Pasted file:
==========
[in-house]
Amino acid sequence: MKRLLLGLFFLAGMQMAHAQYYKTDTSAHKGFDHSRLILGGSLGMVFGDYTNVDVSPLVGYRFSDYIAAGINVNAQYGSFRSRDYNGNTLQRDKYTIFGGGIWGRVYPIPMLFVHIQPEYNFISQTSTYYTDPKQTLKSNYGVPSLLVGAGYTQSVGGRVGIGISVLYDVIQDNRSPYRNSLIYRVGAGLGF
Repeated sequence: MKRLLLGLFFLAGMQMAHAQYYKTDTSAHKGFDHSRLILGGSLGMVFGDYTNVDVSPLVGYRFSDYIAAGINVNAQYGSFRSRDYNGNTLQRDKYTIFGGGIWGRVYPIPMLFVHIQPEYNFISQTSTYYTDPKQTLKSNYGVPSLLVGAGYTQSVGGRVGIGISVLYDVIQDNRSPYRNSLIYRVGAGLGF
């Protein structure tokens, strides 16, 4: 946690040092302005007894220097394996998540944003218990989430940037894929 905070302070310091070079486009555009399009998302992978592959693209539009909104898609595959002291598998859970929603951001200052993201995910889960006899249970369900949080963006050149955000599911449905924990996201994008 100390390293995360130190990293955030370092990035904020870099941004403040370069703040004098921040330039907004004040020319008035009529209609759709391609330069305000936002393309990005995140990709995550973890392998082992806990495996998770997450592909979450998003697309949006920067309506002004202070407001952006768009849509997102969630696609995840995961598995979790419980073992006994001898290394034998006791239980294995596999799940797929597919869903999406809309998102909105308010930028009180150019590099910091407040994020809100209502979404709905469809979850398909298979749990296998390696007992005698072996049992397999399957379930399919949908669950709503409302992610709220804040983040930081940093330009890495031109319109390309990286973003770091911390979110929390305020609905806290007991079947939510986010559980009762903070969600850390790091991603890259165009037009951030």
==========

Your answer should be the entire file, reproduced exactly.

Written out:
[in-house]
Amino acid sequence: MKRLLLGLFFLAGMQMAHAQYYKTDTSAHKGFDHSRLILGGSLGMVFGDYTNVDVSPLVGYRFSDYIAAGINVNAQYGSFRSRDYNGNTLQRDKYTIFGGGIWGRVYPIPMLFVHIQPEYNFISQTSTYYTDPKQTLKSNYGVPSLLVGAGYTQSVGGRVGIGISVLYDVIQDNRSPYRNSLIYRVGAGLGF
Repeated sequence: MKRLLLGLFFLAGMQMAHAQYYKTDTSAHKGFDHSRLILGGSLGMVFGDYTNVDVSPLVGYRFSDYIAAGINVNAQYGSFRSRDYNGNTLQRDKYTIFGGGIWGRVYPIPMLFVHIQPEYNFISQTSTYYTDPKQTLKSNYGVPSLLVGAGYTQSVGGRVGIGISVLYDVIQDNRSPYRNSLIYRVGAGLGF
């Protein structure tokens, strides 16, 4: 946690040092302005007894220097394996998540944003218990989430940037894929 905070302070310091070079486009555009399009998302992978592959693209539009909104898609595959002291598998859970929603951001200052993201995910889960006899249970369900949080963006050149955000599911449905924990996201994008 100390390293995360130190990293955030370092990035904020870099941004403040370069703040004098921040330039907004004040020319008035009529209609759709391609330069305000936002393309990005995140990709995550973890392998082992806990495996998770997450592909979450998003697309949006920067309506002004202070407001952006768009849509997102969630696609995840995961598995979790419980073992006994001898290394034998006791239980294995596999799940797929597919869903999406809309998102909105308010930028009180150019590099910091407040994020809100209502979404709905469809979850398909298979749990296998390696007992005698072996049992397999399957379930399919949908669950709503409302992610709220804040983040930081940093330009890495031109319109390309990286973003770091911390979110929390305020609905806290007991079947939510986010559980009762903070969600850390790091991603890259165009037009951030």